Friday, 27 January 2017


“Everything has beauty, but not everyone sees it.” - Confucius 

Celeriac (Apium graveolens var. rapaceum), also called turnip-rooted celery or knob celery, is a variety of celery cultivated for its edible roots, hypocotyl, and shoots. It is sometimes called celery root. It was mentioned in Homer’s Odyssey as selinon.

Celeriac is a root vegetable with a bulbous hypocotyl. In the Mediterranean Basin, where the variety originated, and in Northern Europe, celeriac grows wild and is widely cultivated. It is also cultivated in North Africa, Siberia, Southwest Asia, Australia, and North America. In North America, the Diamant cultivar predominates.

Typically, celeriac is harvested when its hypocotyl is 10–14 cm in diameter. However, a growing trend (specifically in Peruvian and South American cuisine) is to use the immature vegetable, valued for its intensity of flavour and tenderness overall. It is edible raw or cooked, and tastes similar to the stalks (the upper part of the stem) of common celery cultivars.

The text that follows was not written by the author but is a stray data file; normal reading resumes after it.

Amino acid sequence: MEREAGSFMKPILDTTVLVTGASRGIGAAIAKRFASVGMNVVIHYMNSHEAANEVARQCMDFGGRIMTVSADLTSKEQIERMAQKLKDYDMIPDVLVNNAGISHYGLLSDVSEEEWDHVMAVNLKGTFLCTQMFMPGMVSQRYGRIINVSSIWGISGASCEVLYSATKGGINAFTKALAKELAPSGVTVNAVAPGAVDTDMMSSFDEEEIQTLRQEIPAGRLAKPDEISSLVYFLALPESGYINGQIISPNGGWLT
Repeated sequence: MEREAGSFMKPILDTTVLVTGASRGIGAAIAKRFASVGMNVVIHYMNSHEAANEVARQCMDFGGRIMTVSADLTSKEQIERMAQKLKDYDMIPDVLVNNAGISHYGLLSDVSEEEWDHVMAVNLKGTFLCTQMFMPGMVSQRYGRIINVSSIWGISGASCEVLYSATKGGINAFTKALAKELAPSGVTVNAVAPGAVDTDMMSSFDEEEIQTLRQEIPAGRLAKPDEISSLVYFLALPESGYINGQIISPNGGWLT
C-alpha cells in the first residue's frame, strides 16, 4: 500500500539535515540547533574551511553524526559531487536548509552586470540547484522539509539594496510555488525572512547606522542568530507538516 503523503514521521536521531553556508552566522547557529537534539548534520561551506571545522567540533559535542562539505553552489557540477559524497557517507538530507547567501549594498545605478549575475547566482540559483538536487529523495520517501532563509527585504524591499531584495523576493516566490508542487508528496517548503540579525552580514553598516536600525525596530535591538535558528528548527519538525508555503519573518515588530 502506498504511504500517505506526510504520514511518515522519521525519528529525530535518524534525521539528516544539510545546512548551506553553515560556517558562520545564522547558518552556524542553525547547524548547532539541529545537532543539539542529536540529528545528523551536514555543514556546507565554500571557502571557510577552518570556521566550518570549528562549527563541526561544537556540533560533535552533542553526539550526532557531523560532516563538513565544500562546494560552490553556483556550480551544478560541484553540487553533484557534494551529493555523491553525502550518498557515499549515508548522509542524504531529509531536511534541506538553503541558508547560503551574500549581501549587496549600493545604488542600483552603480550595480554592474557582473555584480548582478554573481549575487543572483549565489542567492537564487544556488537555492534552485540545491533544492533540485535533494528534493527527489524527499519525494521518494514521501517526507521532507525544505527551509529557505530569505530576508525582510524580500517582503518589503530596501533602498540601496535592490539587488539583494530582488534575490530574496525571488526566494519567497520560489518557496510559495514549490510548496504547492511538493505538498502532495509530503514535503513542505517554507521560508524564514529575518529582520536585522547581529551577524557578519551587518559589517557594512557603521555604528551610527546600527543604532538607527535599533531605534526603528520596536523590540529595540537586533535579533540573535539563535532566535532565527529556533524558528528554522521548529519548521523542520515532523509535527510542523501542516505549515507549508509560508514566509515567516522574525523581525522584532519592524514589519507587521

Celeriac may be roasted, stewed, blanched, or mashed. Sliced celeriac occurs as an ingredient in soups, casseroles, and other savoury dishes. The leaves and stems of the vegetable are quite flavoursome, and aesthetically delicate and vibrant, which has led to their use as a garnish in contemporary fine dining.

The shelf life of celeriac is approximately six to eight months if stored between 0 °C and 5 °C, and not allowed to dry out. However, the vegetable will tend to rot through the centre if the finer stems surrounding the base are left attached. The freshness of the vegetable can be determined by viewing the hollowness of the vegetable; a fresh celeriac should not have a hollow centre. The freshness of the vegetable will also be obvious from the taste; the older the vegetable, the less potent the celery flavour.

Celeriac is a very good source of fibre, vitamin C and essential minerals such as phosphorus, iron, calcium and copper. It contains many antioxidants that can scavenge free radicals boost the immune system. 100 g of celeriac provides 120 kJ of energy.

Wednesday, 25 January 2017


“Change will not come if we wait for some other person or some other time. We are the ones we’ve been waiting for. We are the change that we seek.” - Barack Obama

This week, Poets United has as its Midweek Challenge motif, “change”. All things change, and no matter how hard we try not to, we change too. Some change is good some is bad, and if we wish to make the best of the shifting, coruscating, ever-metamorphosing world, we should be the agents of change ourselves. Anticipate change, catalyse it, be part of it, make it ours, own it and be positively influenced by it.


I choose to walk away from that image
Looking at me pitifully